Firing of schools chief in Pr. George's reversed

Not within board's power, state says

February 12, 2002|By Howard Libit | Howard Libit,SUN STAFF

The state school board overturned the firing of Prince George's County Superintendent Iris T. Metts last night, declaring that local school boards do not have the authority to fire their superintendents.

The unanimous decision could have far-reaching implications for every school system in Maryland, and school board members from other counties said last night that they were stunned to learn they have the power to hire superintendents but not to fire them.

"The state superintendent has the exclusive authority to terminate a local superintendent," said state school board President Marilyn D. Maultsby, delivering the ruling on behalf of the board.

If school boards want their superintendents out before the end of four-year contracts, they must negotiate resignations and cash payments, according to the state board's ruling.

The president of the Maryland Association of Boards of Education, Rodney L. Durst, called the decision "very surprising" last night.

"I thought that the superintendent was the only one we could hire or fire," said Durst, a school board member in Garrett County. "We can't hire or fire teachers. But hiring or firing the superintendent was our prerogative."

For the Prince George's superintendent, last night's ruling represents a victory in her battle to keep her job as the head of Maryland's second-largest school system.

"Dr. Metts is extremely elated," said her lawyer, Stuart Grozbean. "She wants to be here, she's working hard for the kids. If she was going to leave, she wouldn't be here."

Metts and most of the board have been fighting almost from the time she arrived in Prince George's 2 1/2 years ago, arguing over such issues as bonuses for her deputies and seating arrangements at board meetings. Before coming to Maryland, Metts was Delaware's secretary of education.

The Prince George's board voted 6-3 to fire Metts on Feb. 2. A Circuit Court judge temporarily blocked her termination in an emergency Sunday night hearing, ruling the board had failed to give Metts the 45 days' notice that was required by her contract.

The next morning, the board's chairman delivered a letter to Metts giving her that notice. But the injunction gave Metts - as well as the three board members who supported her - 10 days to file an appeal with the state school board.

The state board heard about an hour of legal arguments from attorneys for Metts, the board majority and the board minority. It then spent about an hour behind closed doors before issuing its decision to overturn the firing.

In the appeal, attorneys for Metts and the board minority argued that state law gives local boards the power to hire superintendents for four-year contracts, but it never explicitly authorizes local boards to end those contracts prematurely.

They also pointed to a 1937 state attorney general's opinion that found only the state superintendent has the power to fire superintendents.

But the attorney for the Prince George's board majority, Andrew Nussbaum, argued that the contract signed by Metts allowed for her to be fired because she and the board had negotiated the 45-day notice clause.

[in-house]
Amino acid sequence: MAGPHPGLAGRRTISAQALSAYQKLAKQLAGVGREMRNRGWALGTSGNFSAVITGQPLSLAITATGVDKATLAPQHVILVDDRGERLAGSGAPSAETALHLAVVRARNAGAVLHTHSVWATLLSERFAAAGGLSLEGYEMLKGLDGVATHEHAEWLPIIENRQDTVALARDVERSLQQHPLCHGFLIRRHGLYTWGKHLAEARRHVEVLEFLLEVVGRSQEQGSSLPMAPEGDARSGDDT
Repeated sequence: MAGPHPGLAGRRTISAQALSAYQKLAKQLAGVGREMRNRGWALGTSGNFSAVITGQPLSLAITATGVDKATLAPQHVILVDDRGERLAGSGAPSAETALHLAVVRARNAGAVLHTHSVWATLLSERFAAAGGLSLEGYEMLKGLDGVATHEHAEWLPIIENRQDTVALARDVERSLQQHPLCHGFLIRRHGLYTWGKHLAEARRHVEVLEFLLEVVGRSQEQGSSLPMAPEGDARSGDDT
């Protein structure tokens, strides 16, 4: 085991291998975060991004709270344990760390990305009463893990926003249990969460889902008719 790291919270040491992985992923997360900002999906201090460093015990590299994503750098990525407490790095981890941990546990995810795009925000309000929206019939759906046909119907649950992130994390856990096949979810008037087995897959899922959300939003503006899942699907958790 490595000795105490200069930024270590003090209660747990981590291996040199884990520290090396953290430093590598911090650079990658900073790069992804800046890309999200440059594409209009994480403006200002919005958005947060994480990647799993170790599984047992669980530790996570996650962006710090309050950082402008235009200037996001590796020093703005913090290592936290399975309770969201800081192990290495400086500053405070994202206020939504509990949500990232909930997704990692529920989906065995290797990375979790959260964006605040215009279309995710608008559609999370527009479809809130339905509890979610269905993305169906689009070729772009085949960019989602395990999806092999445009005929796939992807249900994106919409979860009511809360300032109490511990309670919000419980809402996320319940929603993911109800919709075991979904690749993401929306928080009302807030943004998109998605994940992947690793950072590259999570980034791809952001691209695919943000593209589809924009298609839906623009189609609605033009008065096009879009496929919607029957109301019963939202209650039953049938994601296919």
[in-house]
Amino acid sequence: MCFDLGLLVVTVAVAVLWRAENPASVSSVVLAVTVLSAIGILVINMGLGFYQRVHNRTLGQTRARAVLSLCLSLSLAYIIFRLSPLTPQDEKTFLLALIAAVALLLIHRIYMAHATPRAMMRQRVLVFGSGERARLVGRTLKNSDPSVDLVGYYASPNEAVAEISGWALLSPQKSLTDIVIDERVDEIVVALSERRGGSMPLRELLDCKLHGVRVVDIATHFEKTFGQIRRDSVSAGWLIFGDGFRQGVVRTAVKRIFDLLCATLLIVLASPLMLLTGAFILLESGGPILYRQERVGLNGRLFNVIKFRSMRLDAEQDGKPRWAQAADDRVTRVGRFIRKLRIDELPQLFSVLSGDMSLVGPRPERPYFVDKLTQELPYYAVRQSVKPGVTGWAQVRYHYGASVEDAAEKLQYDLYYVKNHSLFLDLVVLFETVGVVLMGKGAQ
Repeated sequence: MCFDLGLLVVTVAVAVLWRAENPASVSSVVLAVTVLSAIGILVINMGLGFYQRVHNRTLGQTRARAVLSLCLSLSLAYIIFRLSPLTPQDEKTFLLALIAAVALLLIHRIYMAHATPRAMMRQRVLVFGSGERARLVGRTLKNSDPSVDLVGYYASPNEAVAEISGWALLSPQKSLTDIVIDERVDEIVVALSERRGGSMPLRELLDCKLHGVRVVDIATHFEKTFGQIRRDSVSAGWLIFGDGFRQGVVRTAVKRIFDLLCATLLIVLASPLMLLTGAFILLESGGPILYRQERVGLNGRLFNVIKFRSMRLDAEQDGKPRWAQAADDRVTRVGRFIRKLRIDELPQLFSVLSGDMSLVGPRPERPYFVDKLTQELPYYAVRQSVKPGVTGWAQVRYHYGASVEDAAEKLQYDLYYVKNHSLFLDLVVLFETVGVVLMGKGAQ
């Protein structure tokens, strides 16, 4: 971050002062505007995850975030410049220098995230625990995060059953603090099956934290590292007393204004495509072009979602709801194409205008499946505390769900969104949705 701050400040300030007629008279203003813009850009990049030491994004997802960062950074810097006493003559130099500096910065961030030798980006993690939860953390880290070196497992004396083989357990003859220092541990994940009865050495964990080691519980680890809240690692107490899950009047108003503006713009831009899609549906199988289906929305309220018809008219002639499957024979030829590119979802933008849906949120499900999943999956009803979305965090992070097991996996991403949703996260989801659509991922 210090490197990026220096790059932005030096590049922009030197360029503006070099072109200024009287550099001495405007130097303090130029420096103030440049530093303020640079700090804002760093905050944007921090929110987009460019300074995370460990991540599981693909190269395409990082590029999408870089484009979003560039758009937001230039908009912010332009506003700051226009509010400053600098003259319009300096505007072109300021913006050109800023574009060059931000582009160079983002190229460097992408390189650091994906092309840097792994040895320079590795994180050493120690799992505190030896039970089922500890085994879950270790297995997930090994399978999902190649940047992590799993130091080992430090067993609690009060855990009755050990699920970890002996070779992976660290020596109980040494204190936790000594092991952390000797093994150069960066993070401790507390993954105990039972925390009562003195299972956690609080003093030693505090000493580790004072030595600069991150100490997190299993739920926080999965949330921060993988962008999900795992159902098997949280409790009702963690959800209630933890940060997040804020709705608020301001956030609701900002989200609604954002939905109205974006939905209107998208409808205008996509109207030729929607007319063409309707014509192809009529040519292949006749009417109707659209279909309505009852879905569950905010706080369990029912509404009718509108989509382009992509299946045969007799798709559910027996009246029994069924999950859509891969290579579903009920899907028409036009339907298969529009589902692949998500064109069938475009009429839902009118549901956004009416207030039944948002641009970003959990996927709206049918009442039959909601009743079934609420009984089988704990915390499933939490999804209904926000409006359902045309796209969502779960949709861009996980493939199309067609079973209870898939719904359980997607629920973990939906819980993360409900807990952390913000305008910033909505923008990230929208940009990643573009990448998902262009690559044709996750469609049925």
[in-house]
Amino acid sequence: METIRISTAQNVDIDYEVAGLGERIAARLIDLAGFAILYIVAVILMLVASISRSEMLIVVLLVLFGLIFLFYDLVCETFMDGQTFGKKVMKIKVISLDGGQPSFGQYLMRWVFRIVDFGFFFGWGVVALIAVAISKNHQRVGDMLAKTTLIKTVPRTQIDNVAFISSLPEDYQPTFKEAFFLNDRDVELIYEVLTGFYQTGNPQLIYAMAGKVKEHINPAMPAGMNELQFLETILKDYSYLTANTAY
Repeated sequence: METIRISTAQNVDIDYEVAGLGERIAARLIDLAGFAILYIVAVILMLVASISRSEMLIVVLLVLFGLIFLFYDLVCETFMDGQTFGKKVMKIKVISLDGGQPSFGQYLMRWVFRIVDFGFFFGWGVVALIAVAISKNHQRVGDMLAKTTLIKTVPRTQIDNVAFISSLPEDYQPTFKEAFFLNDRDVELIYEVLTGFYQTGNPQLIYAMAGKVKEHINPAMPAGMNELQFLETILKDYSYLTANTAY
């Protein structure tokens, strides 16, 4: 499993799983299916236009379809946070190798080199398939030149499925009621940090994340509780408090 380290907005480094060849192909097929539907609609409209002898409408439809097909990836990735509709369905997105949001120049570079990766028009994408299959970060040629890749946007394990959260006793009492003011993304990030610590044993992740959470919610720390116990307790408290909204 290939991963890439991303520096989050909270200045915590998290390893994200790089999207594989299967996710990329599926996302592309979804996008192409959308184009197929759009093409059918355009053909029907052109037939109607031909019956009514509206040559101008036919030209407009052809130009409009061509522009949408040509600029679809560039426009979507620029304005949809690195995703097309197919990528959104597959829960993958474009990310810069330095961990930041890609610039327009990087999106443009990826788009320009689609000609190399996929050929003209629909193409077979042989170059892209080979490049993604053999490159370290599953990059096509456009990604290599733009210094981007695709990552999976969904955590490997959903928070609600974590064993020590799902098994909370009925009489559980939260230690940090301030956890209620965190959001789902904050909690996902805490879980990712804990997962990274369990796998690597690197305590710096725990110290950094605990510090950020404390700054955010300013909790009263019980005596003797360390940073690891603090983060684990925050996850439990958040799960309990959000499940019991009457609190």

None of the attorneys could find a prior instance when a local Maryland board had fired a superintendent. Instead, superintendents have agreed to cash buyouts if local boards wanted them out before the end of their terms.

The state board will issue a lengthy written opinion this month, said Valerie V. Cloutier, an assistant attorney general with the state Department Of Education.

The Prince George's board can appeal the state board's decision to the county Circuit Court, and two members said last night that's what they intend to do.

"This is really retro, '50s-style, back-room politicking," said board member James Henderson. "It was a legitimate contract, and they disregarded the facts."

The board's chairman, Kenneth E. Johnson, said he was "very disappointed" by the decision.

"The state board is essentially saying that the local board has no authority over the superintendent, and that only the state superintendent has that authority," Johnson said. "So in effect it makes it very hard to manage our own superintendent."

"I think we have to appeal it, because it has such serious implications," Johnson said.

As the state board was issuing its ruling, supporters and opponents of the Prince George's board gathered in Annapolis last night for a rally outside the State House.

The board's attempt to fire Metts has prompted Prince George's lawmakers to rapidly push legislation through the General Assembly to strip the board of much of its power. The emergency bill would create a crisis management board appointed by the governor, county executive and state schools superintendent. The local elected board would need to obtain the new panel's permission on major policy, personnel and spending decisions.

The bill - backed by Gov. Parris N. Glendening - is expected to be taken up by the full House of Delegates today and could be on the governor's desk for signing by the end of the week. County lawmakers then hope to reach a compromise by the end of the session on a permanent structure to replace the current elected board.

In the meantime, board members in other school systems - while emphasizing they aren't taking sides in the Prince George's dispute - are left wondering about the implications of the state board's decision.

Howard County school board member Sandra French said she always understood the state superintendent had to approve the qualifications of newly hired local superintendents.

"But never in all my years did I think that permission to fire was necessary," French said.

Sun staff writer Sarah Koenig contributed to this article.

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